For a multi-display handheld computing device, the copy-paste operation may be performed over multiple touch sensitive display screens, wherein the information from an identified source area is on a first screen display, and the user identified target area is on a second screen display. Moreover, in performing such an inter-screen copy-paste operation (via gestures), the configuration of the display screens' relative physical orientation to one another may be taken into account. In particular, since the multi-display device may allow the display screens to be folded relative to one another, or alternatively, unfolded such that each of the display screens face a same direction, such inter-screen copy-paste may occur only when the display screens are unfolded relative to one another.

In a further embodiment, the source area (and/or data therein) may be highlighted during its selection process in order to provide the user with appropriate visual feedback that the desired informational content has been selected for the copy-paste operation.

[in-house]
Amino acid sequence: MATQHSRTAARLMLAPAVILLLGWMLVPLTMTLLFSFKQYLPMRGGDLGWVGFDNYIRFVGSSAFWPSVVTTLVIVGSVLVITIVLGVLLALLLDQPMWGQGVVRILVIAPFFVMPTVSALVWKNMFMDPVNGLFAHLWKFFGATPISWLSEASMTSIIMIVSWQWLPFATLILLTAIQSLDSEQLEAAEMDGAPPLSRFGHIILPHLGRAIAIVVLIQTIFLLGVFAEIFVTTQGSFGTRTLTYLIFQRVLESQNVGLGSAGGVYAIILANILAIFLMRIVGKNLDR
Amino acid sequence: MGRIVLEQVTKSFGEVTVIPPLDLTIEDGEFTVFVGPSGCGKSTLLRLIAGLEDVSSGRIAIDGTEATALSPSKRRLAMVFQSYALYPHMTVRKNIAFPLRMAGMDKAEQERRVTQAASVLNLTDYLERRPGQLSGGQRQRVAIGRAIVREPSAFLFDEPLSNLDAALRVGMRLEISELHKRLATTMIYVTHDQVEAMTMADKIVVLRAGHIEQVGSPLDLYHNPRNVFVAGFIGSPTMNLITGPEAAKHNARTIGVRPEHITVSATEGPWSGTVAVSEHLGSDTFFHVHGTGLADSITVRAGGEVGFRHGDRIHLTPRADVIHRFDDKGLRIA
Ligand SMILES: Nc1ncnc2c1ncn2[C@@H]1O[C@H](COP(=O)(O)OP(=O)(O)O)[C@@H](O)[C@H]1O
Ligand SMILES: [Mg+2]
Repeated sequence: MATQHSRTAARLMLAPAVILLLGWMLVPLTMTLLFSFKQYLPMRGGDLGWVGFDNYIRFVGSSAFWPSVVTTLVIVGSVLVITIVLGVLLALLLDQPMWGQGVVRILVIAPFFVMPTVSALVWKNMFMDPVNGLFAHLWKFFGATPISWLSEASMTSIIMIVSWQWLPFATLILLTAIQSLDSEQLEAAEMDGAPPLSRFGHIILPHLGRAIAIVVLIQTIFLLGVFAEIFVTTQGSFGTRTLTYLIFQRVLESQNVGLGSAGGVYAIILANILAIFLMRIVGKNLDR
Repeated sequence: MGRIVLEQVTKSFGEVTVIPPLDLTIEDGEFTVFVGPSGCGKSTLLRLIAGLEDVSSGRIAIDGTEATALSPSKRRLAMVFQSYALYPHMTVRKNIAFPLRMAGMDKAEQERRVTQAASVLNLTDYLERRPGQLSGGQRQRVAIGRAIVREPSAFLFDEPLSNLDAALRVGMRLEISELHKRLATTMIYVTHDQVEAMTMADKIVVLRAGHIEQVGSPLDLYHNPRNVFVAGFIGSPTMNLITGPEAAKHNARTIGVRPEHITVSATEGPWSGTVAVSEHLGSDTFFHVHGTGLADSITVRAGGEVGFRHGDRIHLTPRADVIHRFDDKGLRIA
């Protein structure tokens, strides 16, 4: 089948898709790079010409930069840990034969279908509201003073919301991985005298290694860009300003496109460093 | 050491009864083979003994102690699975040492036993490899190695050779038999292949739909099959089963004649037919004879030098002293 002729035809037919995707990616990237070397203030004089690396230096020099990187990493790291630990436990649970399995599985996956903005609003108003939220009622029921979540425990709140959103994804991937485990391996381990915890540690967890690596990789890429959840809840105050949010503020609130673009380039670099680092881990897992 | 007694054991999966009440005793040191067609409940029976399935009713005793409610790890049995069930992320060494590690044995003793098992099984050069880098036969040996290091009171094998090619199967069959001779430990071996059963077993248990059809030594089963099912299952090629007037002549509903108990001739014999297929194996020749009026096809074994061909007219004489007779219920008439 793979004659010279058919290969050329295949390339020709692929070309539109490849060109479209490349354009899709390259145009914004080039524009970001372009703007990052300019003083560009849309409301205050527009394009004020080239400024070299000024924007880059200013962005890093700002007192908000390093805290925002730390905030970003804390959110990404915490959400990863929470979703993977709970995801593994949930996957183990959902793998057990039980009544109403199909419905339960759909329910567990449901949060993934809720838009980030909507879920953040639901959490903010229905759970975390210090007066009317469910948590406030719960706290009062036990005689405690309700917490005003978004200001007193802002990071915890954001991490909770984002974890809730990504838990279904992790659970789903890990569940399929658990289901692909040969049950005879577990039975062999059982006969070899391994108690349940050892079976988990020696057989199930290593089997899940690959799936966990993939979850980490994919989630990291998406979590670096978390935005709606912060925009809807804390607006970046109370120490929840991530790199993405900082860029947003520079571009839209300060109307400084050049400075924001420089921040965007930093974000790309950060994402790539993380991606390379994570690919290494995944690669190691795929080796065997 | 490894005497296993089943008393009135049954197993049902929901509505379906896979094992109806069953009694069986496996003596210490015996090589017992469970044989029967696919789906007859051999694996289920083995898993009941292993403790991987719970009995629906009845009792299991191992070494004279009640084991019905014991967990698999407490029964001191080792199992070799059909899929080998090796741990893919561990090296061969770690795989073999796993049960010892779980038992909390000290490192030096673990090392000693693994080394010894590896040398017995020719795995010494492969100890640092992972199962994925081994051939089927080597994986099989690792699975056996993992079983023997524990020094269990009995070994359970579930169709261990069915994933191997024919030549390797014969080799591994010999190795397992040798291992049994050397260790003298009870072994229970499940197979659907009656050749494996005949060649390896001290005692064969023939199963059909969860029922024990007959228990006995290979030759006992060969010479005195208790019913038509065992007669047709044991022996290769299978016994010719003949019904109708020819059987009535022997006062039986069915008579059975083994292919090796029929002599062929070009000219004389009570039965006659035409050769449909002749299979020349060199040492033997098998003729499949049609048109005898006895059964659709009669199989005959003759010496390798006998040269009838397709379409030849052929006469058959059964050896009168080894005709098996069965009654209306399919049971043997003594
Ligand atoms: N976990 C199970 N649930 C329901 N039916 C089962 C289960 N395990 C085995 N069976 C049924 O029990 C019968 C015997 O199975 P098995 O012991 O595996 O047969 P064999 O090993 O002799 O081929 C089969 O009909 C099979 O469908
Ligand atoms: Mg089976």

These and other needs are addressed by the various aspects, embodiments, and/or configurations of the present disclosure. Also, while the disclosure is presented in terms of exemplary embodiments, it should be appreciated that individual aspects of the disclosure can be separately claimed.

In one embodiment, the present disclosure describes a method for performing a copy-paste operation using user finger gesture input to a device having at least one display screen, comprising the steps (a) through (c) following:

    • (a) receiving a first finger gesture input to one of the touch sensitive display screens;
    • (b) selecting a source area of the touch sensitive display screens, the source area selected identified by a display screen location for the first finger gesture input;
    • (c) receiving a finger drag gesture input for identifying a target area of the touch sensitive display screens into which data from the source data is to be copied, wherein the target area corresponds to a location on the touch sensitive display screens where the drag gesture is last detected before it ceases to be detected; and
    • (d) copying the data to the target area.

In a related embodiment, the present disclosure describes the multi-display device as having the following elements (a) through (d):